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How many examples have been found in humans in England and Wales of methicillin-resistant staphylococcus aureus which is non-typeable by pulsed field gel electrophoresis; and how this figure compares with the situation in Scotland and in Northern Ireland. [HL208]
The Parliamentary Under-Secretary of State, Department of Health (Lord Darzi of Denham): The Health Protection Agency's staphylococcus reference laboratory has not, so far, identified any methicillin-resistant staphylococcus aureus (MRSA) which have been non-typeable by pulsed field gel electrophoresis (PFGE).
The Scottish reference laboratory has done PFGE typing on all patient isolates of MRSA referred in the past three yearsabout 7,000 isolates a year. Two patient isolates, both referred in 2007, have been non-typeable by standard PFGE methods.
Approximately how many community-acquired strains of methicillin-resistant staphylococcus aureus have been analysed by the national staphylococcus reference laboratories in the United Kingdom during the past year. [HL209]
Lord Darzi of Denham: Community-associated methicillin-resistant staphylococcus aureus (MRSA) are more likely to produce panton-valentine leukocidin (PVL) than hospital-associated MRSA, and this is used as a proxy for community infections. The Health Protection Agency's staphylococcus reference laboratory (SRL) has been actively screening isolates for PVL in England and Wale s since 2005.
The Scottish reference laboratory looks for the PVL gene in all MRSA isolates which have antibiotic
29 Nov 2007 : Column WA136
The Parliamentary Under-Secretary of State, Department of Health (Lord Darzi of Denham): The information on the number of people living with HIV and new diagnoses of HIV in the United Kingdom is shown in the following table.
|Year||Estimated total number of adults (aged 15 to 59) living with HIV in the United Kingdom (diagnosed and undiagnosed)||New HIV diagnoses in the United Kingdom|
|Source: Health Protection Agency|
|1. 2006 is the latest year for which data are available.|
|2. In 2006, the HPA also estimated that there were 73,000 people of all ages living with HIV in the United Kingdom.|
|3. The 2006 figure is an estimate based on the number of reports of new HIV diagnoses in 2006 received by the Health Protection Agency by the end of June 2007 (7,093) adjusted for new HIV diagnoses made in 2006 that are still expected to be reported.|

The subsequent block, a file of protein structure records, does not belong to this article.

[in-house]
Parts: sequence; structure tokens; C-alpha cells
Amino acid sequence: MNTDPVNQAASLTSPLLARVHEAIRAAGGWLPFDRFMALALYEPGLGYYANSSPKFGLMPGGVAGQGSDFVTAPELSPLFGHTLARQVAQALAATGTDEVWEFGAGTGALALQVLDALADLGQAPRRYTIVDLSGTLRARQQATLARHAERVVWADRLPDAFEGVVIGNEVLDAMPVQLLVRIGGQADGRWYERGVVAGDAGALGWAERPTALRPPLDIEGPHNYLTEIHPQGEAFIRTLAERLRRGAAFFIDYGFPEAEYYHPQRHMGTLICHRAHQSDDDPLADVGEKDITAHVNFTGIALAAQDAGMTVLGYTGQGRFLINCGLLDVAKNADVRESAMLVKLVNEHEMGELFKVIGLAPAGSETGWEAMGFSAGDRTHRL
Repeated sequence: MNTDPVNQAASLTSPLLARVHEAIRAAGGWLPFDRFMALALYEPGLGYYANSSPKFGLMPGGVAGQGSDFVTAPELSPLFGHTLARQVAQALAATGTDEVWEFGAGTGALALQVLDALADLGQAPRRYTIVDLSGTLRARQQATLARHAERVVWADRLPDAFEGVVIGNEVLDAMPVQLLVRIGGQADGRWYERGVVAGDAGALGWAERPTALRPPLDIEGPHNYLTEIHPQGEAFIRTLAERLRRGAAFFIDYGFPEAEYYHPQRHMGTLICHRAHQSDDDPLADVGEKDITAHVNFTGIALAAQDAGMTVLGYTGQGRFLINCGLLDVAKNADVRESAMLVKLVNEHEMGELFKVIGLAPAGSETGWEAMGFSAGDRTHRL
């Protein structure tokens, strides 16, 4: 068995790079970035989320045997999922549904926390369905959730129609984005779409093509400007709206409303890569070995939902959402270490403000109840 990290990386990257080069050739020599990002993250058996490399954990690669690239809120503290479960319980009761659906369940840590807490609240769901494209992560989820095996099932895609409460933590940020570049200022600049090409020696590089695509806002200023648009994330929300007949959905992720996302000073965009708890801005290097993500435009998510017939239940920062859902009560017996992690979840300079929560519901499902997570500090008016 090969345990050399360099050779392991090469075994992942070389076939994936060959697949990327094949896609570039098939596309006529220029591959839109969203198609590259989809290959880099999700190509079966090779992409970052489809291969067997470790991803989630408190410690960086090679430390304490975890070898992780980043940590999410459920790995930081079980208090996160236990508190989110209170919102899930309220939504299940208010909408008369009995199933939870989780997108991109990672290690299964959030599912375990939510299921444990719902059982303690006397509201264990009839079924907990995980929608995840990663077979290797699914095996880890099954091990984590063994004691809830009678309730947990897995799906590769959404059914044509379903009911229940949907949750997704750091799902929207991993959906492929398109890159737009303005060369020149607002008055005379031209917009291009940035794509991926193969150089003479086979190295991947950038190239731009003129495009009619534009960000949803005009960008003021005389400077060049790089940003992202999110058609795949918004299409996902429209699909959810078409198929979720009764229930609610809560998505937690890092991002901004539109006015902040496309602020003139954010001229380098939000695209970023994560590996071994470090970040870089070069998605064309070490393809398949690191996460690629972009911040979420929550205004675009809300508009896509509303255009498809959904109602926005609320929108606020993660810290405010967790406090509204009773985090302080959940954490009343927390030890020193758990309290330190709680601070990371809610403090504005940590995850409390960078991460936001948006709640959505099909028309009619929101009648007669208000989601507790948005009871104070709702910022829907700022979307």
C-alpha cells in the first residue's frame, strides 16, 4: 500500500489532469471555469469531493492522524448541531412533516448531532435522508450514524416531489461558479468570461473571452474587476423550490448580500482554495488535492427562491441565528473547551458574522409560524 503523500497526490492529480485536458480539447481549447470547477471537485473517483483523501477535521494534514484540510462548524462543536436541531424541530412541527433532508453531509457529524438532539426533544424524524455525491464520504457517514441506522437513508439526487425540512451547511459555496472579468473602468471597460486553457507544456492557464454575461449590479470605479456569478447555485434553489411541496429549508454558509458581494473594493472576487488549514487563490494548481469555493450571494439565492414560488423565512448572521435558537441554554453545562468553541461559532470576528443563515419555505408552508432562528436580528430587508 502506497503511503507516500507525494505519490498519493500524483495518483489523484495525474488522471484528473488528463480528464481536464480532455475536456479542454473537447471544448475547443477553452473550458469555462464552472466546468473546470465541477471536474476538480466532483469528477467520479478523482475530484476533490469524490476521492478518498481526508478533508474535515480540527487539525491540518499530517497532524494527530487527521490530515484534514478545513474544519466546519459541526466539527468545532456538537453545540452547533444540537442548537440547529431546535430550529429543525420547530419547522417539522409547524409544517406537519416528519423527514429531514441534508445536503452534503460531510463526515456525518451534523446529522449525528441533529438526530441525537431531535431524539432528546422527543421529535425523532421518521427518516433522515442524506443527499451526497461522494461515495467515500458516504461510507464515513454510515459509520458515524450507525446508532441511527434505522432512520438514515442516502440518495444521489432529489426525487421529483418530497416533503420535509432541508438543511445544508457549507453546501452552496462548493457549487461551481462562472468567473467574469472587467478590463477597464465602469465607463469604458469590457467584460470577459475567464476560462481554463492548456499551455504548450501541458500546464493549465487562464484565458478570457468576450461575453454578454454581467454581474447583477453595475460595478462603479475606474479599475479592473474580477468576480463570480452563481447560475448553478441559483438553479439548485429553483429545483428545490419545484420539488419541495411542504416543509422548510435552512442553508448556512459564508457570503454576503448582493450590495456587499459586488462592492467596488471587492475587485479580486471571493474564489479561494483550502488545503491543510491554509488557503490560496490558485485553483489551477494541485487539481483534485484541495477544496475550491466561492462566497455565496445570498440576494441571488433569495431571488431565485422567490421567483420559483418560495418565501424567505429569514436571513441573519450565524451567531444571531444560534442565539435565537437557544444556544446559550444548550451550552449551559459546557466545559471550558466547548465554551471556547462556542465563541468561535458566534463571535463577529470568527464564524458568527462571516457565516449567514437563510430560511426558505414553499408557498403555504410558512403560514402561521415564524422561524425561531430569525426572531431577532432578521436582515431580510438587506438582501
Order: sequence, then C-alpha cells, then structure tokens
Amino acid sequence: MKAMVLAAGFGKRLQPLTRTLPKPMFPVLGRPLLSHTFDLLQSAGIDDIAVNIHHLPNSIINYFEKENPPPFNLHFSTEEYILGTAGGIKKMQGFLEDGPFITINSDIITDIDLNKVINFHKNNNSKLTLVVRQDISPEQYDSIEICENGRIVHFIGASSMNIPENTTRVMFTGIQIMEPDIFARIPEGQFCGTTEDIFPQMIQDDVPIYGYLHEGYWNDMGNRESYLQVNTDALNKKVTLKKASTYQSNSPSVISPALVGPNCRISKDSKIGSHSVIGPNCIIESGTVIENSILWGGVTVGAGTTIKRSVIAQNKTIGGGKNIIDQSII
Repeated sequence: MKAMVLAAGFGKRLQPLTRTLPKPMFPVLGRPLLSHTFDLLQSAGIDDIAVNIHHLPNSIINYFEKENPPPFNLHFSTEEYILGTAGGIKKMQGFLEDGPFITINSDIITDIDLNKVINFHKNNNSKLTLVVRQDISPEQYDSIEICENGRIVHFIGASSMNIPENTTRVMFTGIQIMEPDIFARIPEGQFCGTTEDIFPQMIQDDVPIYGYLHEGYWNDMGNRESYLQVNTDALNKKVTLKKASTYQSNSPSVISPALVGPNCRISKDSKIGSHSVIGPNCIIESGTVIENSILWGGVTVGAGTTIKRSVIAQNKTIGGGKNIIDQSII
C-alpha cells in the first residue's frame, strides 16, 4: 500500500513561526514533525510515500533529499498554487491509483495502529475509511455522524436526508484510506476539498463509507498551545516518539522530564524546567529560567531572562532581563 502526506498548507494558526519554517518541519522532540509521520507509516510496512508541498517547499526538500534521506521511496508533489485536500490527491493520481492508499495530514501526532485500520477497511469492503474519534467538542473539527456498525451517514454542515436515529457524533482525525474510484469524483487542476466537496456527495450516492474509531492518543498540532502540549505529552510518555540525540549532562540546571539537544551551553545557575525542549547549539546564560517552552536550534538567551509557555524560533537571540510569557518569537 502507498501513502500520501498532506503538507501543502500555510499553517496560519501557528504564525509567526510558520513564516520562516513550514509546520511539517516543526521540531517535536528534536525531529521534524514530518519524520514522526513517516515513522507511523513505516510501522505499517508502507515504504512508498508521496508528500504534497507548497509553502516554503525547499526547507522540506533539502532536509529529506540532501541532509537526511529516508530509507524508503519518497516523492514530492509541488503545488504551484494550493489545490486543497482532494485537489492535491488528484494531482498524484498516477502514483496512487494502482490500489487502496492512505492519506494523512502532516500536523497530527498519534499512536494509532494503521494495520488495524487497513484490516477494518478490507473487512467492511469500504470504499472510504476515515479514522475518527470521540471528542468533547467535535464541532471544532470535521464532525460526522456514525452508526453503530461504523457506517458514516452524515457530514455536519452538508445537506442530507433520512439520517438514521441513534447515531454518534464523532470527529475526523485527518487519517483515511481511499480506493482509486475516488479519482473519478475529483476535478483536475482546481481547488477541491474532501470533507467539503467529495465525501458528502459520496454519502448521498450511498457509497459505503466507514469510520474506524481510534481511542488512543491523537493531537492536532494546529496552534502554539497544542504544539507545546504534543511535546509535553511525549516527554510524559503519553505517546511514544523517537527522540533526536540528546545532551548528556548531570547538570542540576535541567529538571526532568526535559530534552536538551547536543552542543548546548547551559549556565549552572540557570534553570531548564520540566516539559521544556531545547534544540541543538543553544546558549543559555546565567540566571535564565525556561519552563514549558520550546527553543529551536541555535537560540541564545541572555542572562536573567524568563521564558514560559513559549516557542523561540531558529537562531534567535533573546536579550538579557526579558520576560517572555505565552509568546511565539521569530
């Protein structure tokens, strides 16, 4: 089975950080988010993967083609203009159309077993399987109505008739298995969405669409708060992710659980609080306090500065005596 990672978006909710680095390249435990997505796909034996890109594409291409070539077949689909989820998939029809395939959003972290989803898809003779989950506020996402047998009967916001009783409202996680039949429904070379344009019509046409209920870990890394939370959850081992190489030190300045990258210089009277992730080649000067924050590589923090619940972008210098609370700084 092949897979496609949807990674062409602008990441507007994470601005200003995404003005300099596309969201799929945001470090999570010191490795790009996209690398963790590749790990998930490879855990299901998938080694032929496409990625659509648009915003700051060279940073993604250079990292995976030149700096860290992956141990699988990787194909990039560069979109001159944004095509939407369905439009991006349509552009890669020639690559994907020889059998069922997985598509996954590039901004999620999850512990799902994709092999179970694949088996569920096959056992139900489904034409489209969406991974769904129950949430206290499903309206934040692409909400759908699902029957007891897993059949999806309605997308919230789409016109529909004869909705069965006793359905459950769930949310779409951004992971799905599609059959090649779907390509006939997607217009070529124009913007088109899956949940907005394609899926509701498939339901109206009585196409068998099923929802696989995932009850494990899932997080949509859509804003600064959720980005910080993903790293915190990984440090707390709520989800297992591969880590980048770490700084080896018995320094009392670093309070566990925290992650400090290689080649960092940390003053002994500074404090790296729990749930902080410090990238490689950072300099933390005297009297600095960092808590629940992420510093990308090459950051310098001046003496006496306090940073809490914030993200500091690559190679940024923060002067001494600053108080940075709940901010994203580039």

Information on the number of diagnoses of chlamydia, syphilis and sexually transmitted infections (STIs) in genito-urinary clinics (GUM) in the United Kingdom in 1998 and 2006, the latest date for which figures are available, are shown in the following table:
|Source: Health Protection Agency, KC60 returns and STI Surveillance Scotland (STISS) data.|
|* Includes recurrent and follow-up presentations.|
|** Includes other conditions requiring treatment, such as candidiasis and urinary-tract infections.|
|1. The data available from the KC60 statutory returns and STISS are for diagnoses made in GUM clinics only. Diagnoses made in other clinical settings, such as general practice, are not recorded in the dataset.|
|2. The data available from the KC60 statutory returns are the number of diagnoses made, not the number of patients diagnosed. Individual patients may have more than one diagnosis in a year.|
|3. The information provided has been adjusted for missing clinic data.|
|4. The figures include data from England, Wales, Northern Ireland and Scotland.|
In addition to diagnoses made in GUM clinics, the national chlamydia screening programme has been running since 2003 in England. The number of people diagnosed with chlamydia under the age of 25, in 2003-04 and 2006-07, are shown in the following table.
|Source: national chlamydia screening programme.|
|1. The data from the NCSP are for diagnoses made outside of GUM clinics only and do not include diagnoses made by the Boots pathfinder project.|
|2. The data available from the NCSP are the number of diagnoses made and not the number of patients diagnosed.|
|3. The NCSP was launched in 2003. Therefore data are not available for 1998.|
|4. The NCSP follows the financial year.|
For example, our target is to offer everyone who needs it an appointment at a GUM clinic within 48 hours by March 2008. In September 2007, 88 per cent of patients were offered an appointment to be seen and 78 per cent were seen within 48 hours. In May 2005, only 45 per cent were offered an appointment to be seen within 48 hours. This is helping to speed up detection and reducing onward transmission.